The Aboriginal version of Ken Done ... banal aboriginal identities in Australia
McKee, Alan (1997) The Aboriginal version of Ken Done ... banal aboriginal identities in Australia. Cultural Studies, 11(2), pp. 191-206.
Histories of representation of Blackness are quite distinct in Australia and in America. Indigenous Australian identities have been consistently 'fatal', in Baudrillard's use of that term. So, while Black American representation includes intensely banal images of middle-class, materialistic individuals, such histories are largely absent in the Australian context. This implies that the few such representations which do occur — and particularly those of everyday game shows such as Sale of the Century and Family Feud — are particularly important for presenting a trivial, unexciting version of Aboriginality. This also clarifies the distinction between American and Australian versions of Blackness, and suggests that the latter set of representations might be more usefully viewed in relation to Native American rather than Black American images. The status of indigeneity might prove to be more relevant to Australian Aboriginal representation than the previously favoured identity of skin colour (Blackness).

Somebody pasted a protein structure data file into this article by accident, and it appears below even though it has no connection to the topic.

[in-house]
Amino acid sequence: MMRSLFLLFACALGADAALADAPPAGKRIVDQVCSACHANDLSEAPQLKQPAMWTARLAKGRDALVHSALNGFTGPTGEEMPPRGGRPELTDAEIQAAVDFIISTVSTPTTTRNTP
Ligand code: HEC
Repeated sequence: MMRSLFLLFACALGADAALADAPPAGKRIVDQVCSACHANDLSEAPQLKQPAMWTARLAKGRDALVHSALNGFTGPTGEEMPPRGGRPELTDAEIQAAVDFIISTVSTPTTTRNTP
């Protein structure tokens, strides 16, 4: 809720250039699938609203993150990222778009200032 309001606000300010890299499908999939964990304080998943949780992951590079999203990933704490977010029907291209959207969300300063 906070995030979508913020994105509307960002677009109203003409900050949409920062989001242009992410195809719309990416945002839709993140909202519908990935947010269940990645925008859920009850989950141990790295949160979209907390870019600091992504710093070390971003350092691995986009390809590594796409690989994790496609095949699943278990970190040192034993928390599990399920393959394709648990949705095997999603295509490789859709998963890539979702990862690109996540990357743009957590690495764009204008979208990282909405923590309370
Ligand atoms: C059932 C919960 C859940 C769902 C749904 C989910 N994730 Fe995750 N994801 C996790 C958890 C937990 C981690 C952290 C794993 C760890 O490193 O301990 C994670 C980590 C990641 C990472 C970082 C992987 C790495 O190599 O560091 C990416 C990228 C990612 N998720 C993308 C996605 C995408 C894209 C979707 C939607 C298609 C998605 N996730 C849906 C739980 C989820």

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|Item Type:||Journal Article|
|Keywords:||representations, Aboriginality, discourses, blackness|
|Subjects:||Australian and New Zealand Standard Research Classification > STUDIES IN HUMAN SOCIETY (160000) > OTHER STUDIES IN HUMAN SOCIETY (169900)|
|Divisions:||Current > QUT Faculties and Divisions > Creative Industries Faculty
Past > Disciplines > Film & Television
|Copyright Owner:||Copyright 1997 Taylor & Francis|
|Copyright Statement:||This is an electronic version of an article published in [Cultural Studies, 11(2), pp. 191-206]. [Cultural Studies] is available online at informaworld.|
|Deposited On:||20 Jun 2011 22:27|
|Last Modified:||21 Jun 2011 15:33|
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